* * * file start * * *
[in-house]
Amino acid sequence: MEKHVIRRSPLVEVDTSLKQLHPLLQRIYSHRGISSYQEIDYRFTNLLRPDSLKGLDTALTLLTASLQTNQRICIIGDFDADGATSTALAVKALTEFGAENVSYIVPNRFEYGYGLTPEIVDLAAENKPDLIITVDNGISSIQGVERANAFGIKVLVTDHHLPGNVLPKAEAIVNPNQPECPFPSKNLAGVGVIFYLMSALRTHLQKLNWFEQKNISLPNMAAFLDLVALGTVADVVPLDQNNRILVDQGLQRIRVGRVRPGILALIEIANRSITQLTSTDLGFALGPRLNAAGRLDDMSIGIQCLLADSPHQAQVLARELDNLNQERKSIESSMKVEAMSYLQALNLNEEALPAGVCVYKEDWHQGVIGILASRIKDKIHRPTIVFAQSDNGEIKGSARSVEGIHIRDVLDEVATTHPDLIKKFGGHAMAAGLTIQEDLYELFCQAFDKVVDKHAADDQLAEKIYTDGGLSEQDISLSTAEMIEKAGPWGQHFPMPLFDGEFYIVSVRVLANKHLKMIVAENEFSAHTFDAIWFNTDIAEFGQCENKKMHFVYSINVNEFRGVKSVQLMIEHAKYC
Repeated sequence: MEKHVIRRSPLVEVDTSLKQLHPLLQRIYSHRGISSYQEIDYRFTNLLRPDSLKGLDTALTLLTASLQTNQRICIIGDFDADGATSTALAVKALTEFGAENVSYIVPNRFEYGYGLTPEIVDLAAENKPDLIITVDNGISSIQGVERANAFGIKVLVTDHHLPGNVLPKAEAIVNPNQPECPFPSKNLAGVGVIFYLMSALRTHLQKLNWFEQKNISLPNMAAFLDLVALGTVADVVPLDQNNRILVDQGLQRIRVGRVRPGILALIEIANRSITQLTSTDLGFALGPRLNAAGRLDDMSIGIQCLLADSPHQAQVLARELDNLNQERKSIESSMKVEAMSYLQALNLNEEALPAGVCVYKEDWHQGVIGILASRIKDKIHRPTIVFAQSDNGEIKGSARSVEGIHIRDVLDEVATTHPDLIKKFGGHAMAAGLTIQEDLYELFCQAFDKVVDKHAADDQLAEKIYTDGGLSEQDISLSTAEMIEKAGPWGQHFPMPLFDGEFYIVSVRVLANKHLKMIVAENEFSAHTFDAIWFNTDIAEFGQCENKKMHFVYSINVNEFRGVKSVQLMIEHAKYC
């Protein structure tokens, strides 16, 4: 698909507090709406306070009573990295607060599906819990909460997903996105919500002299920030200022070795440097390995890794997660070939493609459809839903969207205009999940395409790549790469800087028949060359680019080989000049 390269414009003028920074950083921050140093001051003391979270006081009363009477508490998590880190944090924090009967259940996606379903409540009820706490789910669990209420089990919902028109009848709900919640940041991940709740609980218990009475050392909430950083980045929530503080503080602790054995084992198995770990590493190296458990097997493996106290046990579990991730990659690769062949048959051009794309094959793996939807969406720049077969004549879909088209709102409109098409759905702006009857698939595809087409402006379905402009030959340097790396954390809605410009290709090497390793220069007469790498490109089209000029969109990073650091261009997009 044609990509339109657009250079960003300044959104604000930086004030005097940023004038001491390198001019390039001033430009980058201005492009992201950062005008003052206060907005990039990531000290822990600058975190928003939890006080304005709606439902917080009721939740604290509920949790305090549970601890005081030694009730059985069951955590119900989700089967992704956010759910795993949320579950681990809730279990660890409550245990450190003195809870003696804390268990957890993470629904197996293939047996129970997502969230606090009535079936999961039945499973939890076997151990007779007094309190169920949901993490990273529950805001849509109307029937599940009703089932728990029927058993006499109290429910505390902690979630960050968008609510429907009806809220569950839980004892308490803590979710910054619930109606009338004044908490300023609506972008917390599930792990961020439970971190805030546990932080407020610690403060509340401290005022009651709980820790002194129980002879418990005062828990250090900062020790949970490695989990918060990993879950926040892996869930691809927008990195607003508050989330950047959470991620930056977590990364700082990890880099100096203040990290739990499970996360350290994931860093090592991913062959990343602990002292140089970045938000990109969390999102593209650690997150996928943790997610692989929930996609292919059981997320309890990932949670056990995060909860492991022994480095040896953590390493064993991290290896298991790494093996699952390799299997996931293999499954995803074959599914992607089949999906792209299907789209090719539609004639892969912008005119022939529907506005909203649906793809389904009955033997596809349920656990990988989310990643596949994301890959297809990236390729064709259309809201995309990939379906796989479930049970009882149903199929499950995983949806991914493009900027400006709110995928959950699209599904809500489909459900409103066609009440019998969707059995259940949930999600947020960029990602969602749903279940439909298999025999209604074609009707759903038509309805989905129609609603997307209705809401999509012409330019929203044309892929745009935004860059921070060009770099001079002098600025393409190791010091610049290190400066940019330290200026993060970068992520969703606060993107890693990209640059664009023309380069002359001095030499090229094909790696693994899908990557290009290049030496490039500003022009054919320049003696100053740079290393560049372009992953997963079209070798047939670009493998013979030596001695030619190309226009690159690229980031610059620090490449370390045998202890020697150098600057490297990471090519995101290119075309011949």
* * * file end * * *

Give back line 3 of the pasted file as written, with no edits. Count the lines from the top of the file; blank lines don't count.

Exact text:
Repeated sequence: MEKHVIRRSPLVEVDTSLKQLHPLLQRIYSHRGISSYQEIDYRFTNLLRPDSLKGLDTALTLLTASLQTNQRICIIGDFDADGATSTALAVKALTEFGAENVSYIVPNRFEYGYGLTPEIVDLAAENKPDLIITVDNGISSIQGVERANAFGIKVLVTDHHLPGNVLPKAEAIVNPNQPECPFPSKNLAGVGVIFYLMSALRTHLQKLNWFEQKNISLPNMAAFLDLVALGTVADVVPLDQNNRILVDQGLQRIRVGRVRPGILALIEIANRSITQLTSTDLGFALGPRLNAAGRLDDMSIGIQCLLADSPHQAQVLARELDNLNQERKSIESSMKVEAMSYLQALNLNEEALPAGVCVYKEDWHQGVIGILASRIKDKIHRPTIVFAQSDNGEIKGSARSVEGIHIRDVLDEVATTHPDLIKKFGGHAMAAGLTIQEDLYELFCQAFDKVVDKHAADDQLAEKIYTDGGLSEQDISLSTAEMIEKAGPWGQHFPMPLFDGEFYIVSVRVLANKHLKMIVAENEFSAHTFDAIWFNTDIAEFGQCENKKMHFVYSINVNEFRGVKSVQLMIEHAKYC